We get to know the Fairy with Turquoise Hair more, which is a delightful surprise of the new film. Unlike Disney’s glamorous Hollywood star-like Blue Fairy, the ethereal creature we meet, Fairy, when she is only a child. However, she looks lifeless capturing a different kind of magic. Her shiny white skin and turquoise hair remind us of elaborate, porcelain Victorian dolls. Even her costume looks faded and lifeless like the dried flowers in her hair. When we meet her later as an adult, she is wearing the same outfit, as if time stopped for her.
Her nanny, the Snail, is one of the most visually striking characters in the film. A shawl and a bonnet decorate the silhouette of her gown, inspired by the 1800’s house dress. The mauve colors are faded by time with the slime, and the elaborate layers of crocheted fabrics give a grotesque yet comforting and oddly familiar. Every shot in Fairy’s home looks like a surrealist painting. From the mystical lights, the old cobweb-covered furniture with all the creatures that visit radiate nostalgic sadness.
When we compare the atmosphere of Pleasure Island, we can clearly see a difference. Garrone’s film stayed true to the horror of the Island in the original novel. Not the loud, colorful, and welcoming as portrayed in the Disney adaptation. But dry, colorless, dirty like reality was for many children in the 1880s in Italy. In Carl Ipsen’s book Italy in the Age of Pinocchio writes:
“The unnamed man who transports Pinocchio and his friend Lucignolo to the mythical land without schools, books, or teachers, for example, resembles those infamous agents (…) who signed up children in southern Italy and then transported them abroad, either for working in the sort of wandering trades (…) or else in foreign factories.”
This dark historical parallel, and the unfortunate fate that Pinocchio and his friend must face in the hands of greedy grownups makes this tale even darker.
This Pinocchio is a poetic, grotesque tale told through the aged layers of masterfully made costumes. I only highlighted my favorites in this article, but Cantini Parrini created more than 60 amazing looks for the production. Honoring his achievement, there was an exhibition in the Prato, Textile Museum – from 21 December 2019 to 22 March 2020. I hope after the Oscars when museums open again, there will be a chance to see these amazing creations, wonderful sketches, and the collection of historical garments that created Pinocchio.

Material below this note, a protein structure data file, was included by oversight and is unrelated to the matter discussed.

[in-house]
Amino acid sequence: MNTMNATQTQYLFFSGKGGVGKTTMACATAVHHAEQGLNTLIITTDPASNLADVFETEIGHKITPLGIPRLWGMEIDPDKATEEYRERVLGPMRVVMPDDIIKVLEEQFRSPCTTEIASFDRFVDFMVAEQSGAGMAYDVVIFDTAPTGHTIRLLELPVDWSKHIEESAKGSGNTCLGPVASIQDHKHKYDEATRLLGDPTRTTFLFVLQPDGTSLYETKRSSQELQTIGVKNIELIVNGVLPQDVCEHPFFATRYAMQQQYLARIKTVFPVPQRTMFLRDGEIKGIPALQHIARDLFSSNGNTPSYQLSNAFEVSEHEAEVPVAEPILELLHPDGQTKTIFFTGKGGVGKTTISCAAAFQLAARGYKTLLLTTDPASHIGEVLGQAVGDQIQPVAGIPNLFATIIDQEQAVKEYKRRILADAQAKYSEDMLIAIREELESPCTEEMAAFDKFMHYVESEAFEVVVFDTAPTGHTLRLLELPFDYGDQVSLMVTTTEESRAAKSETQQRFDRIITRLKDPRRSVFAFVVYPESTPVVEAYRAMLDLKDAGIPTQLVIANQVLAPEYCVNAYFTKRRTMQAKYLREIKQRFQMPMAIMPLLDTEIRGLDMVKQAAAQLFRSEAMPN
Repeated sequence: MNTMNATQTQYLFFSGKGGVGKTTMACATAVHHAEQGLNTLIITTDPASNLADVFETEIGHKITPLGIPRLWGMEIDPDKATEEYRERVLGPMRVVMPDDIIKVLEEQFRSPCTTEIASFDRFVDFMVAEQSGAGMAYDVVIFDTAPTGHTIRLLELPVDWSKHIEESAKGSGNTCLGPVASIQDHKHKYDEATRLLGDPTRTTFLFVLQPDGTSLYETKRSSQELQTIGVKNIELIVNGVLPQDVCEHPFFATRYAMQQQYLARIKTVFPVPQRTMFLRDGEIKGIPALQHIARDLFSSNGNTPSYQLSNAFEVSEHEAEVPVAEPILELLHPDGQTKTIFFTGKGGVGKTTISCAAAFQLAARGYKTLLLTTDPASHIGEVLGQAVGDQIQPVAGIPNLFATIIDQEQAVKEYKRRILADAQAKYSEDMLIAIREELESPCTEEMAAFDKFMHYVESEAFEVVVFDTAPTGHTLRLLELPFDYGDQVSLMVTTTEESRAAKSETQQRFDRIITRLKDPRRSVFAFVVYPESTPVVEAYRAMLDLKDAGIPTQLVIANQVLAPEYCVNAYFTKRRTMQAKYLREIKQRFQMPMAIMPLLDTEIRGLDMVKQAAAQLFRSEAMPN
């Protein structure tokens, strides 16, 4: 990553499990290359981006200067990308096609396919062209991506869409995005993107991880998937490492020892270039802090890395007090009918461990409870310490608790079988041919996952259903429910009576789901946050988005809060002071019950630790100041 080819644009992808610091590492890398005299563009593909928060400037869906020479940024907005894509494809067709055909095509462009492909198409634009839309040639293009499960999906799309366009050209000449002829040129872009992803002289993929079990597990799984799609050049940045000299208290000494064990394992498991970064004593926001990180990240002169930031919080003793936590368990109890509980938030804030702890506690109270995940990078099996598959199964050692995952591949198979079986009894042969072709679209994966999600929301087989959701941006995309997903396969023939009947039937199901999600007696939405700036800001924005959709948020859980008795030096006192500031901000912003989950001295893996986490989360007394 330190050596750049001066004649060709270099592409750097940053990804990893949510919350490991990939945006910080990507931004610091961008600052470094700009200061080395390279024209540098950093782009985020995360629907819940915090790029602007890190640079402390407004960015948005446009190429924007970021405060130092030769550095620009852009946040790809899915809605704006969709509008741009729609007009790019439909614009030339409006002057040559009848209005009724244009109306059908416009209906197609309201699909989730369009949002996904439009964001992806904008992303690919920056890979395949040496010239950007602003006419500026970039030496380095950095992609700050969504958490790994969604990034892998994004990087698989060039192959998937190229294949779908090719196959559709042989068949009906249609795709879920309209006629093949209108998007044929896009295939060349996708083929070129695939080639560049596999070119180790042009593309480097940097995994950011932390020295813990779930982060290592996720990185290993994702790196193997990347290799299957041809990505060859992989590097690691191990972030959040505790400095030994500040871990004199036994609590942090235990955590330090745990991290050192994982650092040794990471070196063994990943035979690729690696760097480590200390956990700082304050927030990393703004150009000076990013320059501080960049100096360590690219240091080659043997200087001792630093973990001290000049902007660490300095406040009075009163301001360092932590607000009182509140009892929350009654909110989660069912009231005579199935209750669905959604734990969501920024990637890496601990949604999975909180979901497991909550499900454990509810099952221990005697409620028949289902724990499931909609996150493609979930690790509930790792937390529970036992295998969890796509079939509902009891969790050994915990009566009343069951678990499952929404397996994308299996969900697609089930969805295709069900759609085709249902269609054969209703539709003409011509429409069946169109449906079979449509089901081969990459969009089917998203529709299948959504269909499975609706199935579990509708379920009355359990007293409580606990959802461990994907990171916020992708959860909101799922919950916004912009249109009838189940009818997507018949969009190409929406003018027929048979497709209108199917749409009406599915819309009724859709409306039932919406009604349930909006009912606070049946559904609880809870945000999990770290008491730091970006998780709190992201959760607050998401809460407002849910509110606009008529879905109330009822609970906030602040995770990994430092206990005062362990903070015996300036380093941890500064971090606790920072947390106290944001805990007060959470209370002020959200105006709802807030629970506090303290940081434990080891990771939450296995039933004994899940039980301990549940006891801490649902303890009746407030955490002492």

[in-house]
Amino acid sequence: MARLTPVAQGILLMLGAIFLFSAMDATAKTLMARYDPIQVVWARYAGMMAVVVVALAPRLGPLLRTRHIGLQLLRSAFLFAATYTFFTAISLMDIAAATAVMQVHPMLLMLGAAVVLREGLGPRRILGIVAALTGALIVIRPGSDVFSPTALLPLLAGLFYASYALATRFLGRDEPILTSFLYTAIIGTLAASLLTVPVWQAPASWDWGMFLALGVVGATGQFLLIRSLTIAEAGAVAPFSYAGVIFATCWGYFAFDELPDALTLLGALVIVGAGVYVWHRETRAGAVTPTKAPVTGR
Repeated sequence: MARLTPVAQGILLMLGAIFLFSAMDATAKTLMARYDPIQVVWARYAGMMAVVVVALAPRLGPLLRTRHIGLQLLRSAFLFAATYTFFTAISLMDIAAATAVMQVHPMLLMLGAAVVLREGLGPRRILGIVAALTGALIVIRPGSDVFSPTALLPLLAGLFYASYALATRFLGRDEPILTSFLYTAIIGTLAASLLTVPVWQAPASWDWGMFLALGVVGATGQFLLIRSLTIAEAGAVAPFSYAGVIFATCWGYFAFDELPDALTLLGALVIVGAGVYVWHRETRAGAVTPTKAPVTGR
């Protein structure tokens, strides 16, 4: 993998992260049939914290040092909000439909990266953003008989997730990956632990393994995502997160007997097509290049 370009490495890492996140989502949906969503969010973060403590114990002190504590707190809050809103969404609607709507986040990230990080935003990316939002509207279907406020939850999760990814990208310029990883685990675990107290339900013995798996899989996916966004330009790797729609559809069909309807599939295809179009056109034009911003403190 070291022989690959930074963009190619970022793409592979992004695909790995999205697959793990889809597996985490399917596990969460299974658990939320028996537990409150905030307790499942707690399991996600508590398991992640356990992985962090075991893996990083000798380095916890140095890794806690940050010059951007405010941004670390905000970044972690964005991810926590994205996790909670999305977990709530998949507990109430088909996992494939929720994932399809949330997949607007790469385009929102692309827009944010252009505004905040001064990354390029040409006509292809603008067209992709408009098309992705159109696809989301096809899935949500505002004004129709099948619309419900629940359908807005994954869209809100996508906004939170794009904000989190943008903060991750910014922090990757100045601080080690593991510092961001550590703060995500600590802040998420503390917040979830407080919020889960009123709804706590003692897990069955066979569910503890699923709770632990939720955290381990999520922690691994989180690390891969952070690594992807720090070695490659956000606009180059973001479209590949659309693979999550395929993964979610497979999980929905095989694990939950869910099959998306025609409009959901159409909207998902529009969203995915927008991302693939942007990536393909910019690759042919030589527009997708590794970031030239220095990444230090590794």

Pinocchio is available to rent or purchase on Amazon, YouTube. A catalog of the exhibition can also be purchased through this link.
“Contender Profile: Costume Designer Massimo Cantini Parrini on Pinocchio.” Below the Line, 15 Apr. 2021, http://www.btlnews.com/crafts/costume-design/pinocchio-costumes-cantini-parrini/.
“From the Big Screen to the Museum: Massimo Cantini Parrini’s Costumes for ‘Pinocchio’ by Matteo Garrone @ The Textile Museum, Prato, Italy.” Irenebrination, http://www.irenebrination.com/irenebrination_notes_on_a/2019/12/pinocchio-costumes-prato.html.
Ipsen, Carl. “Italy in the Age of Pinocchio: Children and Danger in the Liberal Era.” Amazon, Palgrave Macmillan, 2011, http://www.amazon.com/Italy-Age-Pinocchio-Children-American/dp/1403973016.
Staff, Modadivas. “Pinocchio in the Costumes of Massimo Cantini Parrini from the Film by Matteo Garrone.” Modadivas Fashion Magazine, 22 Dec. 2019, http://www.modadivasmagazine.com/en/2019/12/22/pinocchio-costumi-massimo-cantini-parrini-matteo-garrone/.